Within the past four or five years the market has been flooded with coconut products ranging from water, kefir, ice cream, milk and oil, all made by using the largest seed in the world. Of those products, coconut oil has received the most scrutiny due to its high saturated fat content. Initially this oil was shunned by the nutritional community as a high fat villain and was to be avoided at all costs.
Thankfully, research has shown that not all fats are created equal – as coconut oil contains medium chain triglycerides (MCT’s) and are metabolized differently than fats from other oils. The fats in this oil are not completely absorbed by the mucus membrane of the small intestine as with other fats. Instead, medium chain triglycerides are carried more directly to the liver for processing rather than into the general circulation of the body. At the cell level, medium chain triglycerides are a preferred source of energy and are metabolized within the mitochondria (cell engine) more easily than long chain fatty acids.
Here are some other benefits of medium chain triglycerides (MCT’s):
– The lauric acid found in coconut oil has shown promise of containing antibacterial properties.
– Shelf-stable fatty acid: Due to its make-up, coconut oil does not go rancid and is a great oil use in cooking due to its high smoke point.
– Helps promote healthy skin and hair
– Increases protection against heart disease (due to the lauric acid found in coconut oil)
– Easy to digest and helps boost thyroid and enzyme systems functioning
Yes, it’s true that most of the fat found in coconut oil is saturated, however almost 50% of that fat is in the form of lauric acid, the MCT that gives coconut its nutritional punch. In addition, coconut oil can actually raise your HDL cholesterol (the good kind) and LDL cholesterol (unhealthy) though it is not thought to negatively affect the overall ratio of the two. Coconut oil also provides the antioxidants found in dark chocolate, berries and grapes.
In the kitchen, coconut oil makes an excellent alternative to butter in baking, in smoothies or in any application that you would use other cooking oils, like roasting chopped sweet potatoes for example.
Try this week’s recipe to include coconut oil into your eating routine, but keep in mind that it still contains 120 calories and 14g of fat per 1 Tbs. so if you are following a calorie restricted diet please take this into consideration.
Choosing a quality coconut oil
There are two types of coconut oil to choose from and if you’ve never tried cooking with it before – it can be confusing to choose the higher quality oil. With many varieties and brands available here is how to make the healthier choice.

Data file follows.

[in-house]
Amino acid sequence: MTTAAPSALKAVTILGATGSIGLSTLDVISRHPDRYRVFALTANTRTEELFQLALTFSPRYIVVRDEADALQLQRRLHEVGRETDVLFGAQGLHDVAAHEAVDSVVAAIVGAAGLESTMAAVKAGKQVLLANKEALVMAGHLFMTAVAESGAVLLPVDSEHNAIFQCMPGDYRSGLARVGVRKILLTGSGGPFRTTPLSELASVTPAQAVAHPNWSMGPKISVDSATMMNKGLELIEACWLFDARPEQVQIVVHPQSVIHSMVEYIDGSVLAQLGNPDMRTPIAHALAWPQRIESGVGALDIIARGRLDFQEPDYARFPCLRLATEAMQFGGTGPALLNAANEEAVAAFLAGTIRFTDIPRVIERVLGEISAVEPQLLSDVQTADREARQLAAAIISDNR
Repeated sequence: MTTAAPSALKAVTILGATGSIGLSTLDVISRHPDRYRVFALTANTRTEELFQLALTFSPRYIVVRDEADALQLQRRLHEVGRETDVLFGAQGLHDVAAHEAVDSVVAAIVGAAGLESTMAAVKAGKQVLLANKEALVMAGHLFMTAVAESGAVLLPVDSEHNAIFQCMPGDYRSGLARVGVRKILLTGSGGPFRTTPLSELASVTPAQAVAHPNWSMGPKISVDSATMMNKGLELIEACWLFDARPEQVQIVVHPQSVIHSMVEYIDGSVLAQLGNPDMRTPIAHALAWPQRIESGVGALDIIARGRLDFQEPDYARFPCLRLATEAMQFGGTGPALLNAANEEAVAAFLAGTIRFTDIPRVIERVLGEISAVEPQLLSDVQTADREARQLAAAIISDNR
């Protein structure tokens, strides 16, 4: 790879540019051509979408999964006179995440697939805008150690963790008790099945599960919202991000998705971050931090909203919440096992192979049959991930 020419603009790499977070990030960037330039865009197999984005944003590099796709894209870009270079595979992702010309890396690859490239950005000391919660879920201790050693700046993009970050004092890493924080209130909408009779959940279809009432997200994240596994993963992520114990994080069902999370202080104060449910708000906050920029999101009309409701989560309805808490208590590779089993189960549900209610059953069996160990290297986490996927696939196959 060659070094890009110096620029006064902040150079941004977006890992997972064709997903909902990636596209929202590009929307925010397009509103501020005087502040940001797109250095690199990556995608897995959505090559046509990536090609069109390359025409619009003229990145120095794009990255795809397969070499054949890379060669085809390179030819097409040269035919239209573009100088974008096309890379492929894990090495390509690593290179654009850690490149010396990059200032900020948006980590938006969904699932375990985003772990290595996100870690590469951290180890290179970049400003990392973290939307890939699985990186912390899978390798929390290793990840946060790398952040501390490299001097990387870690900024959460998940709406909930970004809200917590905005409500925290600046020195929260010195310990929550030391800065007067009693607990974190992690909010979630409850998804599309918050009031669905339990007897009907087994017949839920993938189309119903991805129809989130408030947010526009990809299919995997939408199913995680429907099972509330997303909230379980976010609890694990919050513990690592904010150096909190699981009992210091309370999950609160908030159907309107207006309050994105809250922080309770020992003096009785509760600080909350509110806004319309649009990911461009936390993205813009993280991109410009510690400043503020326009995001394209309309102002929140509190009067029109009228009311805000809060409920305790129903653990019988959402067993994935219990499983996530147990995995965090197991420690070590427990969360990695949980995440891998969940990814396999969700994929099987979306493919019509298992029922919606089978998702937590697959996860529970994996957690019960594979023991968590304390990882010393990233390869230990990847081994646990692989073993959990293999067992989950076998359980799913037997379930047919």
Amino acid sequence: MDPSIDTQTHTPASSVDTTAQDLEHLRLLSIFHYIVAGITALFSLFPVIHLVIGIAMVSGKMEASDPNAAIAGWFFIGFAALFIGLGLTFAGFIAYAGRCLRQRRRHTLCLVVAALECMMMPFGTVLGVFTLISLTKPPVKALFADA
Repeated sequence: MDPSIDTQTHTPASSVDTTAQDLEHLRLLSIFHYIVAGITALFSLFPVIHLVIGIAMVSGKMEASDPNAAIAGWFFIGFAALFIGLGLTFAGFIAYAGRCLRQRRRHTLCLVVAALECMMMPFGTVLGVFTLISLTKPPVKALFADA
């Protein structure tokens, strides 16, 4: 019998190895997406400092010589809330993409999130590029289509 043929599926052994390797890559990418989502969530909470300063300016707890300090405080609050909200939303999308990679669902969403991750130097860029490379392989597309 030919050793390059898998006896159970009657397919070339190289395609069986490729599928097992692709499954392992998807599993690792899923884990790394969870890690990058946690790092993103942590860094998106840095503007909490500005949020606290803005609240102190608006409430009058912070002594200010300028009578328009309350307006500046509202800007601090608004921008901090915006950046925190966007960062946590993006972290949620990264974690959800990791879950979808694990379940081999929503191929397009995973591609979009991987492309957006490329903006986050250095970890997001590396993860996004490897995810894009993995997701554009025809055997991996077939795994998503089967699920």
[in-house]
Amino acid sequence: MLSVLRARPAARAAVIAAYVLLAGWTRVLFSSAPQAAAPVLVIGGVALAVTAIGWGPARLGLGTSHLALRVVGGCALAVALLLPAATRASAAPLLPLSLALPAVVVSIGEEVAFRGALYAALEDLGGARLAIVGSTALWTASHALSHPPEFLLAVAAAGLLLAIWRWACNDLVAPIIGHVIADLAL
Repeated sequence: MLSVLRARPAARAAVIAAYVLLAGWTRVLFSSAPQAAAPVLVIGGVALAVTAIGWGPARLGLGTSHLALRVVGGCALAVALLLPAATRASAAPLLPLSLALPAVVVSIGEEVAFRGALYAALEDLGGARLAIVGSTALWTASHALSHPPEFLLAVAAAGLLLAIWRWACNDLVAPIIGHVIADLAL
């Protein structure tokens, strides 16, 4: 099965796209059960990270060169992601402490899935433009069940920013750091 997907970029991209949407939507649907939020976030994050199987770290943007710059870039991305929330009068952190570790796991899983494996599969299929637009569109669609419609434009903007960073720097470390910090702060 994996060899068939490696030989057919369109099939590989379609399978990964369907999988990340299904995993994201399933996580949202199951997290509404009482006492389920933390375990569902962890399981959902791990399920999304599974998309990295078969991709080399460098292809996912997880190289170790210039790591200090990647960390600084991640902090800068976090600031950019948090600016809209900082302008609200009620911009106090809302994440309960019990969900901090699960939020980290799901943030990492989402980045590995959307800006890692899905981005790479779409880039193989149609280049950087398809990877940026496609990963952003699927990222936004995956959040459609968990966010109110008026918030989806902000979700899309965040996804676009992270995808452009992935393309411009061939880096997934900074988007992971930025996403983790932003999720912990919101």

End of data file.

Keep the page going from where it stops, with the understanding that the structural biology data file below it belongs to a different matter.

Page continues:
Refined Coconut Oil: Most of these oils are refined using chemical distillation processes or methods dependent on other harsh solvents. These products have a tendency to be bleached and deodorized in an effort to make the oil more palatable for the consumer. To extract the oil using less than optimal ingredients, the coconut is heavily processed and heated which creates a bitter or “toasted” flavor.
Unrefined Coconut Oil: Typical unrefined coconut oil will be labeled as “virgin” or “extra-virgin”. These oils are made of the first pressing of fresh, raw coconut without the addition of any chemicals. Remember when choosing coconut oil that true “virgin” or “extra-virgin” oil will have a mild coconut flavor and scent as opposed to the pronounced flavor and odor of the refined oils.
On to the recipe!
Yield: 2 Servings
3 cups Stir fry vegetables (broccoli, red peppers, carrots, baby corn)
1 Tbs. Virgin Organic Coconut Oil
2 ea. Garlic cloves, chopped
1/2 in. Ginger root, peeled and chopped
3 cups Shrimp, peeled and tails removed
1/2 tsp. Arrowroot starch
1/4 cup water
1 1/2 cups Brown rice, cooked
2 Tbs. Teriyaki sauce, low sodium
1/4 cup Orange juice
1/2 tsp. Crushed red peppers, optional
Method of Preparation
1. In a sauté pan over medium heat, add 1 Tbs. coconut oil, ginger and garlic and cook until fragrant, about 1 minute.
2. Add shrimp and cook until bright pink, about 3 minutes per side. Remove from pan and set aside.
3. Add veggies to pan and cook for 3 minutes. Remove from heat and set aside.
4. Mix teriyaki sauce and arrowroot together and stir until arrowroot dissolves. Add the teriyaki mixture and orange juice to the pan and heat until sauce begins to thicken, about 2 minutes. Add vegetables and shrimp to pan and toss until well blended with sauce.
Serve hot with brown rice.
Nutritional Information – Per serving
The Fit Chef